Friday, June 8, 2012

Sex Trafficking | WISE Muslim Women


Summary of the Issue

Current Issues: Sex TraffickingKabul, Afghanistan. 2008. An unidentified Afghan prostitute fixes her head scarf to cover her face as she was photographed in her Madame's house. Afghanistan is one of the world's most conservative countries, yet its sex trade appears to be thriving. Photo Credit: Farzana Wahidy/AP Images.

Sex trafficking is a human rights violation and identified as a modern form of slavery.1 In general, victims of sex trafficking are routinely either lured away with promises of a better life in a different country, sold by family members, or kidnapped.2 They are often drugged, imprisoned and tortured if they attempt to escape, and many who do manage to return to their families are turned away because of the social stigma attached.3 According to the US State Department 2010 Human Trafficking Report, 12.3 million adults and children are trafficked into forced labor, bonded labor, and forced prostitution.4 Around 56 percent of these victims are women. The US State Department Annual Trafficking in Persons Report (TIP) ranks countries in order of how they tackle trafficking and those in the lowest tier are sanctioned. In the 2010 report, Iran, Mauritania and Kuwait were amongst the Muslim-majority countries whose governments did not comply with the minimum standards.
Even though in Islam sexual relations should only exist within the confines of a legitimate marriage, sex trafficking still occurs in the Muslim world. Unequal access to education, war, dire poverty, limited opportunities, and other forms of gender discrimination increase women and girls’ vulnerability to being trafficked. For instance, many women who fled Iraq to Syria during the US invasion into Iraq, have been forced into prostitution.5 Similarly, in war-torn Bosnia, women were trafficked and sold throughout Europe for forced prostitution. Furthermore, many women often emigrate to other countries for greater economic opportunities but are forced into prostitution.6 For instance, in Saudi Arabia, women from Pakistan, Yemen, Nigeria, and other countries are routinely trafficked for sexual exploitation, and others are kidnapped and forced into prostitution after running away from abusive employers.7Nonetheless, Saudi Arabia not only lacks adequate anti-trafficking laws but also does not provide victims with the much needed support.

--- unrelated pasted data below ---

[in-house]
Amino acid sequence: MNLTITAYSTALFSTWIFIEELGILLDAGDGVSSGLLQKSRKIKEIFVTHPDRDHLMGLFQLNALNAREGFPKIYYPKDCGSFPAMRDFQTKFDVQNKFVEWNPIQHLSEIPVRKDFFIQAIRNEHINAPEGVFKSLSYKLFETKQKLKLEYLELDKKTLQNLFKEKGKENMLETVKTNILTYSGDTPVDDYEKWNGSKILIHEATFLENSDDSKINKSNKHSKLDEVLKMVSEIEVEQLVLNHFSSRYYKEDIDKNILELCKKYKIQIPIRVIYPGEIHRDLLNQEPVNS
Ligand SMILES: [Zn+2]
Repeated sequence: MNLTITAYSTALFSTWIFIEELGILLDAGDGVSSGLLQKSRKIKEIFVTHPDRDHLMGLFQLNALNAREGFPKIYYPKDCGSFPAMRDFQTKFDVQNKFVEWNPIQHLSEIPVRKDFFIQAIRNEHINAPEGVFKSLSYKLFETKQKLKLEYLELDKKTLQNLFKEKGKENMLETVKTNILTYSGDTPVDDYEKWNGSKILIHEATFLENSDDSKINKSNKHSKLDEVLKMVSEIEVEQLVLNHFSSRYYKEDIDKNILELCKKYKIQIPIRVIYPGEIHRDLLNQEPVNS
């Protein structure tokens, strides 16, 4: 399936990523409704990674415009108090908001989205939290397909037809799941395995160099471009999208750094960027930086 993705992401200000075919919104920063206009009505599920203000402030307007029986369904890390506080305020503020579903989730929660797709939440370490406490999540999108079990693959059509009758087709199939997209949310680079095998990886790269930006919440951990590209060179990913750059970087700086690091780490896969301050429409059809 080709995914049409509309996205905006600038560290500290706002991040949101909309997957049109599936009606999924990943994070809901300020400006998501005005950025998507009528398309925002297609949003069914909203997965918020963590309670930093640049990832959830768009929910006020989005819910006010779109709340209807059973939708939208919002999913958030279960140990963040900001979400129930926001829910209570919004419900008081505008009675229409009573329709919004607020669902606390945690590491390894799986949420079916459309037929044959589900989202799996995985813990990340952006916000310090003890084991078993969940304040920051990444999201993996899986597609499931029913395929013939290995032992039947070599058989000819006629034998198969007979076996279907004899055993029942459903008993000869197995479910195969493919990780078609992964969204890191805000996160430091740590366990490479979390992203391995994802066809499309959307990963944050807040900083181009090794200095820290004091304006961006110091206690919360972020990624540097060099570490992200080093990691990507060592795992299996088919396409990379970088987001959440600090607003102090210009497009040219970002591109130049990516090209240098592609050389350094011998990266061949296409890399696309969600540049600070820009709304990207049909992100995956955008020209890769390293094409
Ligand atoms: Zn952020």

The United Nations Trafficking Protocol requires that state parties address the root causes of trafficking by alleviating poverty, unemployment, social shortcoming, and gender discrimination. For instance, migrant workers predominantly from Southeast Asia in the United Arab Emirates compromise 90 percent of UAE’s private sector workforce. Women from these countries travel willingly to work as domestic servants and administrative staff. However, some become subjected to restrictions of movement, withholding of passports, nonpayment of wages, and physical or sexual abuse.8
Most women who are victims of sex trafficking and exploitation will not report these horrendous crimes for fear of social stigma. There is often not enough provided to these women to restore their dignity and health. In some Muslim communities women are responsible for upholding family honor. Thus, any sexual activity by a woman, regardless of the circumstances, could lead to an honor crime.9The Qur’an states: “O ye who believe! stand out firmly for justice, as witnesses to Allah, even as against yourselves, or your parents, or your kin, and whether it be (against) rich or poor: for Allah can best protect both.”10 (4:135).

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